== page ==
The BRICS Bloc: A Pound-for-Pound Challenger to Western Dominance (Блок БРИКС: равноправный претендент на господство Запада?) / India, May, 2021
Keywords: expert_opinion, political_issues

This content was originally written for an undergraduate or Master's program. It is published as part of our mission to showcase peer-leading papers written by students during their studies. This work can be used for background reading and research, but should not be cited as an expert source or used in place of scholarly articles/books.

The BRICS bloc materialized from a desired transition towards multipolarity, often becoming the subject of debate on the future of international politics, as experts attempt to determine whether BRICS is the real deal or a global flash in the pan. First coined by Goldman Sachs economists Jim O'Neill and Roopa Purushothaman in 2001, and bolstered by the addition of South Africa in December 2010, the 'BRICS' union has showcased promising cooperation and institutionalization in the global political economy, stirring a sense of alarm among the Western world. Backed by their respective economic advancement and the rise of China as an emerging superpower in the economic, military, technological, and diplomatic domain, the BRICS of recent years looks set to expand on their current spheres of regional influence to global heights. Their association, consolidated by strong criticism of Western institutions, looks to recalibrate the American-led, post-Second World War liberal world order. The following analysis looks to examine the current potential of BRICS as a legitimate challenger to Western dominance of the international system. This comprises discussions on their initiatives, capabilities, and potential hurdles they need to collectively surpass to become a genuine contender to the West in the international system.

Conceiving BRICS

The BRICS association comprises Brazil, Russia, India, China, and South Africa, making up a composition of emerging economic powers and political influencers. Collectively, these nations constitute 40% of the world's population, along with encompassing 20% of its gross domestic product (GDP) (Lieber, 2014). Following the acknowledgment of these rising powers in 2001, Goldman Sachs produced a subsequent paper on the potential of BRIC, highlighting how this band of emerging economies would surpass the G-7 nations in economic metrics by 2050 (Wansleban, 2013). Originally, the term 'BRIC' was meant to specifically denote their prospective economic capabilities and were highly regarded as the heirs to the global economy. 'BRICS' soon took the name we know of today following the incorporation of South Africa and would attempt to take critical steps in projecting itself as the diplomatic and political representative of the non-Western, Global South bloc.

A primary catalyst for the formal cooperation between the BRICS nations would the 2008 Financial Crisis, which was instigated by American mismanagement of its domestic financial system and prompted discussions on the fragility of a 'dollar hegemony' monetary system and the unbalanced world order. This was substantiated with the weariness of America's foreign policy and primacy, alongside their resort to violence to protect the American-led world order, having undergone prolonged war campaigns in Afghanistan and Iraq. With the United States pursuing a policy of unilateralism through the advent of the Bush Doctrine in 2003, BRICS and fellow developing nations would have felt particularly threatened by America's willingness to use force against states who impeded their interests. Even if BRICS themselves were not directly subject to these threats that the Bush Administration expressed, it has cultivated a sense of mistrust towards American policies and ideals, with nations like the BRICS desiring strategies to protect their developmental interests. This was exemplified with Brazil's concern regarding America's Plan Columbia in 2009, which wanted a guarantee that the military bases established for their Columbian operations were not for potential regional military interventions (Laïdi, 2012).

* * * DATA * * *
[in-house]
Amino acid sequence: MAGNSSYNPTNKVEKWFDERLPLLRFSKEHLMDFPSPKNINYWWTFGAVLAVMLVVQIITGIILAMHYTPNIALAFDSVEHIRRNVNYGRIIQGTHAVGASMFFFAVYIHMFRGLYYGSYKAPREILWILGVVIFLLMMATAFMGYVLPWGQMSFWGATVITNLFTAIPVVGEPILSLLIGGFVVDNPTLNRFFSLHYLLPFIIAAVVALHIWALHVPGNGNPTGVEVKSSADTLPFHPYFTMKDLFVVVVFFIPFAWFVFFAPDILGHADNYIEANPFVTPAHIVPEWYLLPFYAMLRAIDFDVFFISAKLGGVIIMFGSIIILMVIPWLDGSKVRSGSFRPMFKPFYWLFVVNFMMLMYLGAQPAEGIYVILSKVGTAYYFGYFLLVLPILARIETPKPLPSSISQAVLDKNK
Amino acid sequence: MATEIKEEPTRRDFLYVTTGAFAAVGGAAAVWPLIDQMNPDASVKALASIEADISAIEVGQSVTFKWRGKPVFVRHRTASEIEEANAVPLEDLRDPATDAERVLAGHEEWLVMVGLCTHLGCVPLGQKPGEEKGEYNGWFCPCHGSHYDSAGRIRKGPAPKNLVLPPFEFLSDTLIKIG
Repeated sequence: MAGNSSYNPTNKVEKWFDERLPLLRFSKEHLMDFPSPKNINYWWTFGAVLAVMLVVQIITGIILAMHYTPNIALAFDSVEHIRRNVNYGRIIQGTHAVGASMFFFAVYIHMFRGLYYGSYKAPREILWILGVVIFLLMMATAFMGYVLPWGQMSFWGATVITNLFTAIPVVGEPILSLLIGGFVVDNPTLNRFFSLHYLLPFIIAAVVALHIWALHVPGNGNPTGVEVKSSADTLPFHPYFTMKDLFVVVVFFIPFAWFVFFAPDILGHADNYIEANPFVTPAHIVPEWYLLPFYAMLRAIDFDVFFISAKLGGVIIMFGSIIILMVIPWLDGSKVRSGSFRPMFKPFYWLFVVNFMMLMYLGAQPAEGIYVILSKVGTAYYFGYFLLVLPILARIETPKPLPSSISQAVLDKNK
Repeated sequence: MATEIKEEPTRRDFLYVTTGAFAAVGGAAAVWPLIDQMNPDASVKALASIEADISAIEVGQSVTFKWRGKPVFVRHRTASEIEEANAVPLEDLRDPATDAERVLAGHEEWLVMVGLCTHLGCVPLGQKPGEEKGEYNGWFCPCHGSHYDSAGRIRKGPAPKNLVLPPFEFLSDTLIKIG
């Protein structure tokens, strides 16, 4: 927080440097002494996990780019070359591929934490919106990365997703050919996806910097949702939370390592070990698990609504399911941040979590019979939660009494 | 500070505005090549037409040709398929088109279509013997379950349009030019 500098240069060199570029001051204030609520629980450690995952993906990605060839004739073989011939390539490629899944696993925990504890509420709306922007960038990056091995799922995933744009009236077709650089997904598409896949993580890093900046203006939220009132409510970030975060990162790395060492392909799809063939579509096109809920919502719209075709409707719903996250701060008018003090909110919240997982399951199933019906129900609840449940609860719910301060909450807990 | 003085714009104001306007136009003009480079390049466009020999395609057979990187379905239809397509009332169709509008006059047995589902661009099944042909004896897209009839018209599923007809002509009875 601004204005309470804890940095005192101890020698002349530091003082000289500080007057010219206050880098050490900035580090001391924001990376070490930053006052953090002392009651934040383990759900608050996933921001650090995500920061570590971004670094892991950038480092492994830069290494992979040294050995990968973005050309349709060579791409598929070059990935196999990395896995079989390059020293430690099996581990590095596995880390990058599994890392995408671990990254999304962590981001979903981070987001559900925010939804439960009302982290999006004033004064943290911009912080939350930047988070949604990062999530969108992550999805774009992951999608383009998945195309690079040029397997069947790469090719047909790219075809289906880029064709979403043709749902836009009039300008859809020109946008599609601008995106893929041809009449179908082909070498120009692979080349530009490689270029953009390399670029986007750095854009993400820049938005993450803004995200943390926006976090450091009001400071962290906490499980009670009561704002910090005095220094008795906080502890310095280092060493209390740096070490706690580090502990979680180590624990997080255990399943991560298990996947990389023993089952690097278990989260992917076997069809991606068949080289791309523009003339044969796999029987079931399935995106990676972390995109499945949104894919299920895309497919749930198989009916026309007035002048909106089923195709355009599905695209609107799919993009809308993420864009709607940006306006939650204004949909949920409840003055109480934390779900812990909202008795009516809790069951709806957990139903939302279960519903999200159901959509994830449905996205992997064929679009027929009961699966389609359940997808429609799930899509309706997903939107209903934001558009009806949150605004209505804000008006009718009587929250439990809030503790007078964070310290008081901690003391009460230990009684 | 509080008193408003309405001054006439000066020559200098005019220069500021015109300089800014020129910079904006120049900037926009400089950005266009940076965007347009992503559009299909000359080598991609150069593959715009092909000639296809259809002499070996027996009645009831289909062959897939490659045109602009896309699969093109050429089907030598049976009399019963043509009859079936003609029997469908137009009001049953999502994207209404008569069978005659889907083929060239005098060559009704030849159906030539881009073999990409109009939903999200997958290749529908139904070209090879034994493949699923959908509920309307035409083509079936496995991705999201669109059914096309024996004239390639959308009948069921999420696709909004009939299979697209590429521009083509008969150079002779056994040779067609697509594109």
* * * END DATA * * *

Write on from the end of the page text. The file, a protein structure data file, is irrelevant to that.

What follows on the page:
Following the bankruptcy of Lehman Brothers in September 2008, BRICS financial ministers convened a month later, determining that it was an opportunity to alter the disproportions in international economic governance and call for the revision of multilateral institutions. All of this culminated in the Russian-based pioneer BRICS summit held in June 2009, actualizing the 'BRICS' concept and establishing a foundation that challenges the current financial and economic system. As noted by Jash (2017), BRICS has its visionary roots in emphasizing in underlining economic issues from the perspective of the Global South, but the BRICS scheme has expanded to further discussions on pressing global issues such as security and peace. Arguably, the benchmark for BRICS being able to challenge the Western-dominated system is if BRICS can play a primary role in alleviating what Annan (2009) coined as "problem without passports", such as climate change and disarmament. With this in mind, the diversification of BRICS has opened up its potential as an alternative institutional framework in the international order and offers a mechanism for developing Global South nations to truly express their concerns.